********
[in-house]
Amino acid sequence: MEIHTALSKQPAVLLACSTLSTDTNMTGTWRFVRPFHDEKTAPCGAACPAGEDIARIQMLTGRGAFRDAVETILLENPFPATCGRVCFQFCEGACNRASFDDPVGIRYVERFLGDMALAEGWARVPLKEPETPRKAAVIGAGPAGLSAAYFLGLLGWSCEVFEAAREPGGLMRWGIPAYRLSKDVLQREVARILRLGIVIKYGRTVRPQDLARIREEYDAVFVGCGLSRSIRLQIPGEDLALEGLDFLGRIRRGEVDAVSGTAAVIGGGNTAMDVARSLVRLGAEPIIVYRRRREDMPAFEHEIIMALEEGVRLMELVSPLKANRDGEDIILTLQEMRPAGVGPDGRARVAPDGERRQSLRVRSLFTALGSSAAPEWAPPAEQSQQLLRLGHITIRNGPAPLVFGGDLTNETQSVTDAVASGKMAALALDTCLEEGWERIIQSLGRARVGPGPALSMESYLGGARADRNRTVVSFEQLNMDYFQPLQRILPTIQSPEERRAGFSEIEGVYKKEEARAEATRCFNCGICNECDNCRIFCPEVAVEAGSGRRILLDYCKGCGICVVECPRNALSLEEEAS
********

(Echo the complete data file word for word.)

[in-house]
Amino acid sequence: MEIHTALSKQPAVLLACSTLSTDTNMTGTWRFVRPFHDEKTAPCGAACPAGEDIARIQMLTGRGAFRDAVETILLENPFPATCGRVCFQFCEGACNRASFDDPVGIRYVERFLGDMALAEGWARVPLKEPETPRKAAVIGAGPAGLSAAYFLGLLGWSCEVFEAAREPGGLMRWGIPAYRLSKDVLQREVARILRLGIVIKYGRTVRPQDLARIREEYDAVFVGCGLSRSIRLQIPGEDLALEGLDFLGRIRRGEVDAVSGTAAVIGGGNTAMDVARSLVRLGAEPIIVYRRRREDMPAFEHEIIMALEEGVRLMELVSPLKANRDGEDIILTLQEMRPAGVGPDGRARVAPDGERRQSLRVRSLFTALGSSAAPEWAPPAEQSQQLLRLGHITIRNGPAPLVFGGDLTNETQSVTDAVASGKMAALALDTCLEEGWERIIQSLGRARVGPGPALSMESYLGGARADRNRTVVSFEQLNMDYFQPLQRILPTIQSPEERRAGFSEIEGVYKKEEARAEATRCFNCGICNECDNCRIFCPEVAVEAGSGRRILLDYCKGCGICVVECPRNALSLEEEAS